TED and TEDx conferences are the ultimate intellectual/cultural/creative idea fests. Everyone I know who has been exposed to TED, TEDx or TED talks almost immediately becomes a fan.
(In case you don’t what TED is, learn the basics here, and see some cool examples of TED Talks here. And a word of advice: whoever you are, wherever you are, register for the next and closest TEDx event within reach – the worldwide list is here.)
But nothing, not even TED, is perfect.
Like most conferences, TED suffers a dearth of women speakers on its worldwide stages. That’s an issue. But it’s also an opportunity.??
TEDx events in particular are ideal vehicles for making giant grassroots steps to solving the problem, because their gender parity record is worse than that of the main TED events, which average of 20 – 40% women speakers.
A few months ago, I randomly selected a group of 10 TEDx events from around the world, and looked at the female to male ratio in their speaker lineups.
Overall, the sample group averaged 23.7% female speakers. The lowest percentage (9%) was at TEDxWarwick, with TEDxLansing not far behind at 12%.
TEDxHouston had the highest percentage at 42%.
Of those in my sample who had held more than one event, one (TEDxAmsterdam), had fewer women speakers in 2010 than it had in 2009 (13% versus 18% respectively).
The biggest percentage increase was TEDxWarwick, which went from 9% women speakers in 2009 to 33% in 2010 (Bravo!).
This snapshot of a chart from TEDxRamallah‘s website (their event will be held April 16, 2011), shows the gender of nominated speakers, and indicates one of the underlying issues. At the time the visual was made, only 30 per cent of the nominated speakers were women (Click here to see the full chart with more detailed speaker nominee demographics):
While TEDxDubai, my local TEDx event, was not included in my sample, I’m pleased to say that the number of women speakers on its stage increased to 44% in 2010, from 17% in 2009. (See more here: Reboot To The Power Of Seven: The Amazing Women Of TEDxDubai 2010).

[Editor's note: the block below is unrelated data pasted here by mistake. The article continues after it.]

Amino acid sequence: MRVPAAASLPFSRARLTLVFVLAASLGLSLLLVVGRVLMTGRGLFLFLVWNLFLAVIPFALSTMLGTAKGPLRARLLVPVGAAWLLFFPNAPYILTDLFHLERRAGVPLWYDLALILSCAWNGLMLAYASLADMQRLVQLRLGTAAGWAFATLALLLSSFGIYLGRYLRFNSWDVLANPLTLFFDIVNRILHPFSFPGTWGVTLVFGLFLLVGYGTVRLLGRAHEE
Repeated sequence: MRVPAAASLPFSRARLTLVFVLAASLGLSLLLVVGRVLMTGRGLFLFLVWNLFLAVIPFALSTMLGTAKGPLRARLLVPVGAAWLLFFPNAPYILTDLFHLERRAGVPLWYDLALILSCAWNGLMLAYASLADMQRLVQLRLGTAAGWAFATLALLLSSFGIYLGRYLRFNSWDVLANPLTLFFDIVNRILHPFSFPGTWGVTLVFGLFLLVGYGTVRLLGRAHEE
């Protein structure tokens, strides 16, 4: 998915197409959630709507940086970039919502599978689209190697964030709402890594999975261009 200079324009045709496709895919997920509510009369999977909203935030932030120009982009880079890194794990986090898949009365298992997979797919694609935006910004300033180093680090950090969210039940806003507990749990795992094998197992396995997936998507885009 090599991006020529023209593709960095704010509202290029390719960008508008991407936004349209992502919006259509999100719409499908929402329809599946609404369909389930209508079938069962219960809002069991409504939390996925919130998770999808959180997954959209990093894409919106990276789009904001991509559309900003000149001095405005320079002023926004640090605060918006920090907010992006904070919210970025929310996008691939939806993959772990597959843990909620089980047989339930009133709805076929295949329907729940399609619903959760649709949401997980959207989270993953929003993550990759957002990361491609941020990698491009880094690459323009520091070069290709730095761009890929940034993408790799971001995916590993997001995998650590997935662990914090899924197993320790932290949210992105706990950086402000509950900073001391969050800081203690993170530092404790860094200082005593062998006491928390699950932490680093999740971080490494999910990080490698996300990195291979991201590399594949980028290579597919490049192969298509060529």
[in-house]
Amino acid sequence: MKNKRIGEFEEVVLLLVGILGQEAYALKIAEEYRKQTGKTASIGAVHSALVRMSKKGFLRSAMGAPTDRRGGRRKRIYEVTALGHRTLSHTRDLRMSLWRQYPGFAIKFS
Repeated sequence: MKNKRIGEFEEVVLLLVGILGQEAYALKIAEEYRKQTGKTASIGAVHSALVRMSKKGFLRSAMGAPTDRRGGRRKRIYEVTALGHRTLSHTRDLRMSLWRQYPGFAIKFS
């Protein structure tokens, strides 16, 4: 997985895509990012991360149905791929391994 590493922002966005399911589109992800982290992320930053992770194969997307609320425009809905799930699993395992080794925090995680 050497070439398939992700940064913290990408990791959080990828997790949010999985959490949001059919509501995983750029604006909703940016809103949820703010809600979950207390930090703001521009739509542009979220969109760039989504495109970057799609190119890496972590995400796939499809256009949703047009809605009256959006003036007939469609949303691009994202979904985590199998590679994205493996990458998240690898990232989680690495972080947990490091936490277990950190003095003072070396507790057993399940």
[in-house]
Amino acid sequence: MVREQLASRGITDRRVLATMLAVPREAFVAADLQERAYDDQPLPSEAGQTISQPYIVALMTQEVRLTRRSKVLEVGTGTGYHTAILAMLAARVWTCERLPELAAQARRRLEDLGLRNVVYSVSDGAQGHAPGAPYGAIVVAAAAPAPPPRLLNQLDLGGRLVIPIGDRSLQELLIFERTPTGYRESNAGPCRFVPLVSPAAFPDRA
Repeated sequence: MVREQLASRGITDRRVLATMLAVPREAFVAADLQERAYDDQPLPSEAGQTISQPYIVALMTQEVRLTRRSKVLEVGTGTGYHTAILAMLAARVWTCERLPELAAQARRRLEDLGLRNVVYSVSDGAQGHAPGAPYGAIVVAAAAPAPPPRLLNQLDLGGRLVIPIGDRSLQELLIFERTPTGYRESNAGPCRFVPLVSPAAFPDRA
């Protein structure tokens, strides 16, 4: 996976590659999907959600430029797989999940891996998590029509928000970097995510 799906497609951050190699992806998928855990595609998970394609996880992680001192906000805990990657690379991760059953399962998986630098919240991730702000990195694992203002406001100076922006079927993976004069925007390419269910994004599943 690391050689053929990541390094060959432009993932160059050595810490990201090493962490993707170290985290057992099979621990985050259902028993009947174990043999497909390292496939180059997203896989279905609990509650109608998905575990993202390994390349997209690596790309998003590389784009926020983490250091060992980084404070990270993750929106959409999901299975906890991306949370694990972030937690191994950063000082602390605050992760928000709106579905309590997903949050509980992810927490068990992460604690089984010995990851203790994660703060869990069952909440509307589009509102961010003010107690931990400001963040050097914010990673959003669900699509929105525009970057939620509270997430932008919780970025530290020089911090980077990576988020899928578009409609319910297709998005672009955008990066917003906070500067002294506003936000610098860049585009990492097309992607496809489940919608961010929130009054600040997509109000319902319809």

And TEDxChangeDubai was also the first event in the history of TED to have 100% female speakers on its stage (A Dream Come True: 18 Amazing Girls & Young Women Make TED History )
TEDsters who believe that gender pair parity at TED and TEDx conferences is a worthwhile goal can help to achieve it by taking personal action. Here are some things you could do:
1) If you are Ted X organizer, invite more women speakers. If at first they seem reluctant to speak, don’t give up! Encourage them, offer support, help them with their talks, get public speaking coaching for them, tell them that their voice is important, their knowledge and expertise should be shared, and perhaps most important, that they are valued.
2) If you are a potential TEDx attendee, talk to your TEDx organizers about gender parity, and suggest women speakers. When I saw that only 30% of the speaker nominees for TEDxRamallah were women, I enlisted the help of a friend, and together we proposed an additional 14 women speakers.
3) If you are a woman, start speaking, and sharing your ideas. If you already speak, speak more! We need more women speaking up, speaking out and taking the stage at conferences worldwide – not just at TED. Your voice deserves to be heard. Sharing your ideas will help create a better world for everybody – women, men and children. Aspire to speak at a TEDx event. Take steps to make it happen. Organise your own TEDx event, and make the speaker line-up inclusive and diverse!
(If you need help with your public speaking, presentations or TED talks, there are literally thousands of online resources with scads of tools, techniques and advice. I share 11 Tips To Beat Your Fear Of Public Speaking here.)
4) If you are a TEDster blogger, join the gender parity conversation. Share your views. If you believe in boosting the representation of women at conferences, flag events where gender parity is a #FAIL, celebrate those at which it’s an #EPIC #WIN. Blog about women speakers, and about their ideas. Help to amplify the collective voice of women using your online megaphone.
5) If you are any or all of the above, join “She Should Talk at TED,” a Facebook-anchored campaign the goal of which is to identify and promote more women speakers at TED, and more diversity on all conference stages around the world.
Gender parity is an idea worth spreading and implementing. Let’s take TEDxActionNow to make it a reality at TED, and on global conference stages, in 2011 and beyond.